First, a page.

I am not a highly political animal by nature; I tend to value an ethos of effort, hard work and reward; a belief in kindness, consideration and in having a sense of responsibility to those less fortunate than myself and for this reason I am usually swayed by personality rather than party, by character and stature rather than Conservative or Socialist. I began this election campaign by feeling that Theresa May was the one to vote for, the person to take us through the difficult Brexit months ahead but it soon became clear that the woman I had imagined to be clear thinking, compassionate and lucid had been reduced to an empty vessel spouting platitudes and slogans. She was reluctant to answer questions clearly, scared to enter in to televised debates and each day saw an increased automaton like performance which switched off me and many others in the UK.
I was left wondering where to place my cross as I didn’t totally agree with Jeremy Corbyn’s vision of life after June 8th. Much of his thinking was positive, his wish to attend to our failing NHS, our education system, our emergency services was commendable but there was always a lingering doubt in my mind as to the specifics of how all these measures would be funded.
As it happens where I put that cross is now not so important. We have a hung parliament, a coalition of sorts and we wonder how long Mrs May will remain in Number 10. Personally I feel very happy with the result; with no majority our Prime Minister will have to consult with and listen to others and maybe finally we will get to hear words such as moderation, agreement, co-operation and compromise being bandied around in Westminster. The divide between rich and poor must be halted and where possible reversed, those who are successful and earn high salaries must pay their fare share of taxes, as must the large corporations. In all of this I back Jeremy Corbyn. However it is also important not to wipe out all aspects of conservative values : rewarding those who strive to succeed, helping students by providing grammar school educations ( I was a pupil at such a school and would never have achieved as much as I have without that excellent grounding), encouraging people in to jobs and restoring a sense of self respect.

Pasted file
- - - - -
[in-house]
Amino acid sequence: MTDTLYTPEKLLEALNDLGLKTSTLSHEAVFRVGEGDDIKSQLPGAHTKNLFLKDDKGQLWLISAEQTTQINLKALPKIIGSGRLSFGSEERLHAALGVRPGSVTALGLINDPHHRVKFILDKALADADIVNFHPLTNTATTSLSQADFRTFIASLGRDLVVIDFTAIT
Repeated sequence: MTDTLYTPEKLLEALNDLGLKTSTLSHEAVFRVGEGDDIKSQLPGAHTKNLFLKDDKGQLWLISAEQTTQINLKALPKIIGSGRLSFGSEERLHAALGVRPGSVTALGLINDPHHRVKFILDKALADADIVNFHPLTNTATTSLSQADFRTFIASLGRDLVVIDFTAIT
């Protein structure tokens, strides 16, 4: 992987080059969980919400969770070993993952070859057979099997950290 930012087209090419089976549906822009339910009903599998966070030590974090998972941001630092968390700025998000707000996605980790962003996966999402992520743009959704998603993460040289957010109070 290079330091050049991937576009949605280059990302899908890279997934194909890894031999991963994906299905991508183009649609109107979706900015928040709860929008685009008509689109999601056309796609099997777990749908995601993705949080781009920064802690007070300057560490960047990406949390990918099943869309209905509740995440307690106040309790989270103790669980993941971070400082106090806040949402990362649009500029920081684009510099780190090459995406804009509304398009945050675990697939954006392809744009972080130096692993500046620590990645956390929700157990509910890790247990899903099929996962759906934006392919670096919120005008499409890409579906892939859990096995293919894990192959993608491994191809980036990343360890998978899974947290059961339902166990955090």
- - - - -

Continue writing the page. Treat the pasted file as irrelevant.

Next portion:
As in most arguments, there is good and bad spoken on both sides and what is needed now is for both parties to begin to listen to what each other has to say rather than to talk over their opponent. When working with young children I often used the ‘talking stone’ ( who ever held the stone, had the floor and no one else was allowed to speak until they had finished when the stone was passed to another child) and this solved many an argument or division of opinion and more importantly allowed even the quietest child their turn to be heard. Perhaps someone should take the PM a stone?